All libraries will be closed Wednesday, June 19th in celebration of Juneteenth.

What Is Juneteenth? 

Posted about 4 years ago by kathryn Coker

News of Slavery’s End

Juneteenth, celebrated annually on June 19, is the oldest national celebration of slavery’s end in the United States. On June 19, 1865 Union Major General Gordon Granger and over 2,000 Union soldiers reached Galveston, Texas. Texas was the most western Confederate state. Granger publicly read General Order No. 3:

The people of Texas are informed that, in accordance with a proclamation from the Executive of the United States, all slaves are free. This involves an absolute equality of personal rights and rights of property between former masters and slaves, and the connection heretofore existing between them becomes that between employer and hired labor. The freedmen are advised to remain quietly at their present homes and work for wages. They are informed that they will not be allowed to collect at military posts and that they will not be supported in idleness either there or elsewhere. 

For the first time, the 250,000 former slaves in Texas learned that President Abraham Lincoln’s Emancipation Proclamation, issued over two and a half years earlier on January 1, 1863, had freed them. Since there had been a relatively small number of Union troops in Texas to enforce it, the Emancipation Proclamation had a negligible effect on Texans until the arrival of Granger’s regiment. Then there were enough forces to impact and overpower any resistance. Some of the former slaves were shocked, others were in disbelief, and many probably were apprehensive about their future. The rejoicing unshackled slaves of Texas started a tradition known as Juneteenth. 

The proclamation reaches the South where a family of slaves receives news of their emancipation. Bettmann / Corbis


Why did it take so long for the slaves of Texas to hear the news of their 

freedom? One of the theories is news just traveled slowly. Consider it took two months for Confederate soldiers in western Texas to learn of Robert E. Lee’s surrender. What was behind the 30-month delay between Lincoln’s proclamation and news of the enslaved people of Texas’ freedom? Another theory is that various Texans suppressed the announcement. Others conjecture that the initial messenger was murdered to stop the news from getting to Texas or maybe the US government purposely delayed the news so that Texas slaveowners could harvest one more cotton crop. Perhaps a more credible reason is that Lincoln’s proclamation just was not enforceable in the Confederacy until the war ended.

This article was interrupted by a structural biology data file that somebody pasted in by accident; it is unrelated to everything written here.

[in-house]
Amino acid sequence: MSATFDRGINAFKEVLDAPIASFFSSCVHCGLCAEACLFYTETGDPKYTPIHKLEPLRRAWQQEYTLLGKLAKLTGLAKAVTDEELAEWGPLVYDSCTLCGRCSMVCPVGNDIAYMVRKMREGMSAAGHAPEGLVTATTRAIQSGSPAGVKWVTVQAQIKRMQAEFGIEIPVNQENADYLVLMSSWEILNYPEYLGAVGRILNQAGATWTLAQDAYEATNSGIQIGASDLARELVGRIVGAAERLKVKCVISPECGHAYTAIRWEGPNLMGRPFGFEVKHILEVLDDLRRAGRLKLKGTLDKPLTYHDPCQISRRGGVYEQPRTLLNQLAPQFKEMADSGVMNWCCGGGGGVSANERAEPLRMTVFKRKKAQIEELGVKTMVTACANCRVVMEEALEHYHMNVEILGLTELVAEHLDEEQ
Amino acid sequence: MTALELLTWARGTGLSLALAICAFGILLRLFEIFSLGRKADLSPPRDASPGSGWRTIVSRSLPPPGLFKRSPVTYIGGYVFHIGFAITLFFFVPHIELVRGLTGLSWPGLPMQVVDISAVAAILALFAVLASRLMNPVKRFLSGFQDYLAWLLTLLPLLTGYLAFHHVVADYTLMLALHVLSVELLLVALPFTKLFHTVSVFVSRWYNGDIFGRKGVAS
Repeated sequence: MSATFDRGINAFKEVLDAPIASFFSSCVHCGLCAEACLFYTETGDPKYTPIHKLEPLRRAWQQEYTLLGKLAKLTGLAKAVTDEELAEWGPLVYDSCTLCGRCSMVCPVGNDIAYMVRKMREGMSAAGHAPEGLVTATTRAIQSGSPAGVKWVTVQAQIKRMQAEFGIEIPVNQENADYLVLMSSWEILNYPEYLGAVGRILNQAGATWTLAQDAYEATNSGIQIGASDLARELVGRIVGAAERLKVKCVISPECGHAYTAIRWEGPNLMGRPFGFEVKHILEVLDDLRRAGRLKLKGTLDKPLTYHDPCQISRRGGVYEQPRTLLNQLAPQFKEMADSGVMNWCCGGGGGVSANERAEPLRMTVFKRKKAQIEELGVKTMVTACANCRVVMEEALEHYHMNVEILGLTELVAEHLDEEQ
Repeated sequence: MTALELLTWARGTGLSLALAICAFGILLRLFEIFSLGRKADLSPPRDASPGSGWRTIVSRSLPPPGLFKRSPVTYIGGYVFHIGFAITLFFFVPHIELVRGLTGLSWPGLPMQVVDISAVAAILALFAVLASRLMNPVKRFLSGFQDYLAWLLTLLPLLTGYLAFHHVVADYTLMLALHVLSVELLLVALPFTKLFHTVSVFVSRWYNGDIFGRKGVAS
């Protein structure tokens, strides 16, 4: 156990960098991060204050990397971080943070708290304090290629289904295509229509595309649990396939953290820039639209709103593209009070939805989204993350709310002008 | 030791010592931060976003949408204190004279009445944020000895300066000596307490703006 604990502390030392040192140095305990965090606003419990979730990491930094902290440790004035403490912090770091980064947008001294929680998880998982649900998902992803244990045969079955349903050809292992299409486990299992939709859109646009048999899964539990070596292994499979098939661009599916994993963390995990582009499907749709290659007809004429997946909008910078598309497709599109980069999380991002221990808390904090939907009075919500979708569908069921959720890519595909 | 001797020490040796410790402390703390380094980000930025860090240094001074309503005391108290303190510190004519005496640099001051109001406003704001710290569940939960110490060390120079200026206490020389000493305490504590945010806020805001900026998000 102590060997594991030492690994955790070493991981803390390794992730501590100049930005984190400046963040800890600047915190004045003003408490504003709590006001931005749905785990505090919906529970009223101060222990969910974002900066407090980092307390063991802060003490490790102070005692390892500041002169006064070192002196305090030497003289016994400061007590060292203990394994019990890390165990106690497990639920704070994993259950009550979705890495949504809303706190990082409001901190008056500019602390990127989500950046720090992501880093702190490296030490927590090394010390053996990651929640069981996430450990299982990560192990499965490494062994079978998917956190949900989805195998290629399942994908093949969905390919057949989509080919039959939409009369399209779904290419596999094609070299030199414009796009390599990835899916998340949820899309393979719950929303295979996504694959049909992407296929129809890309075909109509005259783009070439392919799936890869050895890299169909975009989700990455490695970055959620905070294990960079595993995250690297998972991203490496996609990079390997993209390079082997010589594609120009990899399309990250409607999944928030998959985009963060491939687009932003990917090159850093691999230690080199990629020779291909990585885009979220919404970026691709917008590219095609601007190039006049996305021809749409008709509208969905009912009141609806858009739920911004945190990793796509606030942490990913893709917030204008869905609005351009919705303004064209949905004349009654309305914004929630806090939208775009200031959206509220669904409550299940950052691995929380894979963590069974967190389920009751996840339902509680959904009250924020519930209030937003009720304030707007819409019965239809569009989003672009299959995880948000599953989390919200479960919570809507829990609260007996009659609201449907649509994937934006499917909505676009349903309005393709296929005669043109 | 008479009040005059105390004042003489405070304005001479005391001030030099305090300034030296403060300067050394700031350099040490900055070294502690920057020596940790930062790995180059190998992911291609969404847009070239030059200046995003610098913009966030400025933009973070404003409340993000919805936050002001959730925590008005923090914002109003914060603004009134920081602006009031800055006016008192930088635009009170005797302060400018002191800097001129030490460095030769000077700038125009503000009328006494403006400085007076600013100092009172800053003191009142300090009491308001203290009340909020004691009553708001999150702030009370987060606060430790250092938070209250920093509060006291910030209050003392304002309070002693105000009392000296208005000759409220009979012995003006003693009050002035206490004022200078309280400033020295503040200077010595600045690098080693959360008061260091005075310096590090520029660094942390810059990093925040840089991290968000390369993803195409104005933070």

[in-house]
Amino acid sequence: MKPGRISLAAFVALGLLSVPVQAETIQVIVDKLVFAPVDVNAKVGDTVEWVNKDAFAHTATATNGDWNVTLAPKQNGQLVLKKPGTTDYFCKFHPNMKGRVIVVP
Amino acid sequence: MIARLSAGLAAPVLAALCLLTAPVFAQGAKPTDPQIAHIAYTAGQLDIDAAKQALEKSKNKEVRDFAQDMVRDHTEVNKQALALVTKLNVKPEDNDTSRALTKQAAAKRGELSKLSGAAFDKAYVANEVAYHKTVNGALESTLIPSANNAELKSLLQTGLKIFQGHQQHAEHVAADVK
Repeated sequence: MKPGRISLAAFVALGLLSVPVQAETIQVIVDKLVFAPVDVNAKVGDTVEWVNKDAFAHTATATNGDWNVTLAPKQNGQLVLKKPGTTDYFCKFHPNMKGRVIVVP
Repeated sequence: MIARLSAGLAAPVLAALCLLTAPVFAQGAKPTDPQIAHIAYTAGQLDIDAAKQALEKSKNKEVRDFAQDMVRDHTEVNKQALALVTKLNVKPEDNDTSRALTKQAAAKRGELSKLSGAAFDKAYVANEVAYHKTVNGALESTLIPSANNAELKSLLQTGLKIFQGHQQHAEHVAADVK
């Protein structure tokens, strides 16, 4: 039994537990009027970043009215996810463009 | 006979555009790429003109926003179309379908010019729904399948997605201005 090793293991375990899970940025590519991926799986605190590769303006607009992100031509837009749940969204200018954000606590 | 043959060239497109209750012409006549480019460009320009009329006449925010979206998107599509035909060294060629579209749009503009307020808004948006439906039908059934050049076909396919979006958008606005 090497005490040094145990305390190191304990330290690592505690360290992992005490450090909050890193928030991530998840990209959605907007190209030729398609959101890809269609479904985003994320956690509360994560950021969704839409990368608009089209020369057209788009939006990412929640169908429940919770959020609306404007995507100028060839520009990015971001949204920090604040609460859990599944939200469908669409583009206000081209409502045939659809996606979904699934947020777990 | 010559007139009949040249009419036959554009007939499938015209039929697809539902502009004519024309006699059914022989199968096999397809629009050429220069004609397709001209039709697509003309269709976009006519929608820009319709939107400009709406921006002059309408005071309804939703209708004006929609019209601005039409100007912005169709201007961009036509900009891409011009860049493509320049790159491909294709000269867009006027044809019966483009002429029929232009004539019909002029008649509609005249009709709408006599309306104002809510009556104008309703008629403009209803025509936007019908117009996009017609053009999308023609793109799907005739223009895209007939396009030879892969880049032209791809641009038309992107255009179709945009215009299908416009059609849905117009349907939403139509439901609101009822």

Juneteenth received its name by combining June and 19. The day also is known as “Juneteenth Independence Day,” “Freedom Day” or “Emancipation Day.” Texans quickly began Juneteenth celebrations. In time, bordering Southern states like Arkansas and Louisiana adopted the custom. As African Americans migrated from Texas, Juneteenth spread to other regions of the country. Over time its popularity has fluctuated as our society experienced Reconstruction, Jim Crow laws, the Civil Rights movement and other struggles combating racism.  

Many African Americans and others consider Juneteenth essentially as a second Independence Day. Abolitionist and escaped slave Frederick Douglass asked in his 1852 Independence Day oration: “What, to the American slave, is your 4th of July? I answer: a day that reveals to him, more than all other days in the year, the gross injustice and cruelty to which he is constant victim.” According to Reverend Ronald V. Meyers, chairman of the National Juneteenth Observance Foundation, Juneteenth is a poignant holiday, “a time of celebration, but also a time of reflection, healing, and hopefully a time for the country to come together and deal with its slave legacy.” 

In 1872, some African-American ministers and businessmen in Houston bought 10 acres of land, creating Emancipation Park to host the holiday. While many African Americans in the late nineteenth century observed Juneteenth, Reconstruction and the Jim Crow era left few former Confederate states wanting to recognize it. Then with numerous African Americans migrating north Juneteenth “became a largely forgotten vestige of the Civil War era.”

Juneteenth Celebration, 1905, in Richmond, VA

However, that has changed. tracks celebrations. Celebrations range from praying, making a pilgrimage to Galveston, to festivals, pig roasts, rodeos, and parades to public readings of the Emancipation Proclamation, singing traditional songs, reading the works of notable African-American writers like Ralph Ellison and Maya Angelou. San Francisco boasts one of the country’s biggest Juneteenth celebrations. In the past, Minneapolis, Minnesota has enjoyed a large Juneteenth festival.  

Houston, TX 2017

The Sankofa Village for the Arts drum and dance group performing during the Jubilee of Freemen Parade to celebrate Juneteenth at Point State Park in Pittsburgh. (Alexandra Wimley/Pittsburgh Post-Gazette, via Associated Press)June 19, 2018, Zebiyan Fields, 11, drums alongside more than 20 kids at the front of the Juneteenth parade in Flint, Michigan.

Juneteenth Official Holiday